The slap of a freshly delivered newspaper onto the driveway is a cliché for the beginning of a new day. Everything is possible at that moment. The birds are singing. The sun is cresting the horizon. And the contents of the printed package offer information, analysis and entertainment.
Last week in New Orleans, the publishers of the Times-Picayune announced they would be spoiling that bit of Americana. The paper was cutting a third of its staff and producing an actual broadsheet (such as one is these days) only three times a week. The rest of the Bayou news would be available on the Web.
It was a sad day, to be sure, for those of us Luddites who prefer to get our morning wakeup call from ink and paper, rather than a screen. Other papers (the Seattle Post-Intelligencer and Rocky Mountain News among them) have folded completely over the past several years, so the fact that the Times-Picayune will appear on Wednesdays, Fridays and Sundays in the foreseeable future provides some consolation. Some.
This is not an elegy for the rotting newspaper industry, as much as I hold it dear. Ad sales of the New Orleans publication have shrunk to the point where Monday and Tuesday issues are practically devoid of the promotional come-ons. From a business standpoint, it makes little sense to rely entirely on circulation to provide revenues. The Times-Picayune ownership is trying to keep the product alive at a time when newspapers are becoming quaint reminders of what once was, not must-have delivery systems of current events.
We have been hearing for a decade that the newspaper is destined for history’s ash heap, and the growth and increasing popularity of other ways to disseminate information have proven that the idea of a once-daily glimpse into the fast-moving world is insufficient. In many ways, newspaper publishers’ decisions to straddle the line between a hard copy and web version of their product is causing a deterioration in the quality of each.
By continuing to devote considerable resources to the paper product, companies are hurting their web sites, which in most cases lag behind Web-only competitors in terms of quality and immediacy. And by trying to provide instant content on the Internet, publishers are torpedoing their paper versions, which often include little that hasn’t already been available – often for almost a day – online. Imagine if any other business were undercutting itself by providing its product (for free, in most cases) ahead of time. It wouldn’t last a month.
Last week, USA Today announced that it was recasting its sports group into a “multi-platform sports organization”, with a goal of breaking news more frequently and providing customers with information 24/7. Publisher Larry Kramer said the company could no longer operate with “a print-first mentality”. It must be quicker, more nimble and certainly more capable of delivering content in the moment. In other words, it must do all the things a newspaper doesn’t.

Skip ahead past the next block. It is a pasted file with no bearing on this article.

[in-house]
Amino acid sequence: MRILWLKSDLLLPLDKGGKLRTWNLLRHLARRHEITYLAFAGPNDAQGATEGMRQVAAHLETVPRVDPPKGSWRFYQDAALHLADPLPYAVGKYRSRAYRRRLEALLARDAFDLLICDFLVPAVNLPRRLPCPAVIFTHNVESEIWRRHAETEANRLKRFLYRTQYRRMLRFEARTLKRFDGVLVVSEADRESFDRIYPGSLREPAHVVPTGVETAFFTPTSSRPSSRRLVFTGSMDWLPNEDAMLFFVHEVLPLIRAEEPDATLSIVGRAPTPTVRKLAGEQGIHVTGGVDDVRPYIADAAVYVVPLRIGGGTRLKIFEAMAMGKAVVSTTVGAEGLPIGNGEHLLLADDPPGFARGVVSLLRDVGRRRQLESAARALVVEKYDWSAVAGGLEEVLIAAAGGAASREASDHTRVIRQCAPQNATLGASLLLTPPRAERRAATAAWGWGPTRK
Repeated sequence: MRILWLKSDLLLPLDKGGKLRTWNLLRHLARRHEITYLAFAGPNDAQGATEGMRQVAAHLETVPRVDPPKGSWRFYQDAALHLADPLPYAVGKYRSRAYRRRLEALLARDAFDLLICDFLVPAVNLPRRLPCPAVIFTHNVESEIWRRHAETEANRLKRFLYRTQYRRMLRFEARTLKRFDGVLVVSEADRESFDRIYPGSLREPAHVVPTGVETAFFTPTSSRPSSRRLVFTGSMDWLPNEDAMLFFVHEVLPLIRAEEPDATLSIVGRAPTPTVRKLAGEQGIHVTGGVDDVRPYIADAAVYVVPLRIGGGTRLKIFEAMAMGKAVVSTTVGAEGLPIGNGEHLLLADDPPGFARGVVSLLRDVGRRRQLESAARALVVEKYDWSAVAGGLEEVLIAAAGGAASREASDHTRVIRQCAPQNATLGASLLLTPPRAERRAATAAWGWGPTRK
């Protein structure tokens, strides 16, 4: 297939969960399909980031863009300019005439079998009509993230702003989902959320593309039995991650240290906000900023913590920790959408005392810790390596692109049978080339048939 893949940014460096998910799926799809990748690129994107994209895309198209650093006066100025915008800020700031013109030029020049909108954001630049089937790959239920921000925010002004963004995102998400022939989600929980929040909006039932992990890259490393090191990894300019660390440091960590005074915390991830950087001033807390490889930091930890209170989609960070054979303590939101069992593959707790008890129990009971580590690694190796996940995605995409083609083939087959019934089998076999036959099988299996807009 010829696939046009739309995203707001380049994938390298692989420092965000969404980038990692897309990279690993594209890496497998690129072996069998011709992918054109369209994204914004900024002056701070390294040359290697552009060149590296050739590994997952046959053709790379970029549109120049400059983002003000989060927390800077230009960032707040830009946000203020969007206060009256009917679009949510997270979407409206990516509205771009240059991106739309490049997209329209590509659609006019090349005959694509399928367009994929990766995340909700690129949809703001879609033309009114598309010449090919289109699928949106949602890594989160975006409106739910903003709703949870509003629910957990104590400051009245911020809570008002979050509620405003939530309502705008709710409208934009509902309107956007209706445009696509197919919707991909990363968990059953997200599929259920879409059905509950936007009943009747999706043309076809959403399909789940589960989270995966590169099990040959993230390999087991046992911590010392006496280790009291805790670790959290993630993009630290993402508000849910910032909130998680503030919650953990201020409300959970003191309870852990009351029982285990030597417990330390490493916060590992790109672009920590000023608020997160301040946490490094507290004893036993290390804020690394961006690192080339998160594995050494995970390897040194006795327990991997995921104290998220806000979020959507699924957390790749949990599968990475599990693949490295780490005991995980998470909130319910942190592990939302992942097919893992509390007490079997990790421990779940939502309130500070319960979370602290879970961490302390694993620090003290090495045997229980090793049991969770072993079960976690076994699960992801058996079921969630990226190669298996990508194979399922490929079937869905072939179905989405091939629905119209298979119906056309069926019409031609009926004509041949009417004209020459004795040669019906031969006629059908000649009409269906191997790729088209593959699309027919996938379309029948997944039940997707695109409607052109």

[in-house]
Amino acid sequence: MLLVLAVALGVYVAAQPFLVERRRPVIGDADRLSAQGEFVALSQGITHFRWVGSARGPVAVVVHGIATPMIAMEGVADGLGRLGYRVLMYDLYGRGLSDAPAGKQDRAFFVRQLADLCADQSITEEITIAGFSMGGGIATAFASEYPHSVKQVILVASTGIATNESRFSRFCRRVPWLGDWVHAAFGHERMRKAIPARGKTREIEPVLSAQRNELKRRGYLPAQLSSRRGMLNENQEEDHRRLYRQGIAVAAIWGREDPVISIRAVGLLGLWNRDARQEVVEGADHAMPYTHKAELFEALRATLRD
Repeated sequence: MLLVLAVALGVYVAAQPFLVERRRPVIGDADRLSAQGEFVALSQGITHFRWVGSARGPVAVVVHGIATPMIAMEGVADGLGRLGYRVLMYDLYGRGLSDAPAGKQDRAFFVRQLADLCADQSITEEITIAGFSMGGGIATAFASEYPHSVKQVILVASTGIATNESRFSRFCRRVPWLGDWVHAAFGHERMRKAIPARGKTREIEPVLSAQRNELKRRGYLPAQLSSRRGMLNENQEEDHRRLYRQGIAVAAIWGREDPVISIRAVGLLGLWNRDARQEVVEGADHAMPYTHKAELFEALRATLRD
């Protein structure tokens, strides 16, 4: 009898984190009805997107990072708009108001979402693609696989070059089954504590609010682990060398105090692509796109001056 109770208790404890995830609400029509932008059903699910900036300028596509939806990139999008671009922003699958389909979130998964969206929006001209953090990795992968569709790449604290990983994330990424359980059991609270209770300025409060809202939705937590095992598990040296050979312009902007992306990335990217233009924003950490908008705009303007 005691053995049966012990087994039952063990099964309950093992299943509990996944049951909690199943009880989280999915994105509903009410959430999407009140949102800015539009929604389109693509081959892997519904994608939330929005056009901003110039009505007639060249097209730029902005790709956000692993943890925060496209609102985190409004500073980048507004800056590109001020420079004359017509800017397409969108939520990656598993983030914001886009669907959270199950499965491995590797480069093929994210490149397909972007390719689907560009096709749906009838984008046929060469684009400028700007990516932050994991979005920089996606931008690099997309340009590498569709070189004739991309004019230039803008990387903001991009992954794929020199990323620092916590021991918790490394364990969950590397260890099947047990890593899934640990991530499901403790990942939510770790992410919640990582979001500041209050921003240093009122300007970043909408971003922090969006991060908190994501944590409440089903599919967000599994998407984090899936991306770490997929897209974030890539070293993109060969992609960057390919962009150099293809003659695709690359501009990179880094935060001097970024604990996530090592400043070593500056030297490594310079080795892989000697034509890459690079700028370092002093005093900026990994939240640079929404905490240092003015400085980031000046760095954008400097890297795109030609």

These aren’t good times for we newspaper lovers. The end is clearly near. Those who covet the newspaper culture have met the Times-Picayune’s decision with sufficient wailing and gnashing of teeth. But this day was inevitable. So will be the day – gasp! – when the New York Times becomes solely an online product. That’s the reality of it, and though we may mourn a bygone era, when we sat with our coffee and Happy O’s and read the boxscores, the fact is that the product is outdated by the time it hits the blacktop. It used to be that the 11 o’clock news usurped the paper, but a half-hour of TV couldn’t make up for five glorious sections of newsprint. In the unfettered confines of the Internet, companies can put the Library of Congress up on their sites, should they choose.
This is not an easy column for me to write, because I await the newspaper’s arrival every morning as if I were an eight-year old pining for Santa. The paper for me has brought information, income (I was a full-time reporter from 1983-87 and a part-timer for many years after that) and hours of enjoyment. I have many childhood memories of bolting downstairs to check a sports result in the paper, and I continue to cherish the time I spend with it today. The silencing of the presses will force upon me a behavior change that I probably won’t like at first, but which I will ultimately grow to accept and probably enjoy. (Although I’m not sure I’ll ever enjoy doing a crossword puzzle on an iPad.) I have no choice. Neither do newspapers. The Times-Picayune’s decision, and USA Today’s metamorphosis into a “multi-platform sports organization” are just the latest steps in the journey.
It is sad when cherished institutions change, especially for those who adore them. But progress continues in all parts of our lives, and newspapers’ transformations are part of the continuum. Cherish the time we have left, print denizens, but prepare for the future. It will be different, and it might even be better.
At least we hope it will be.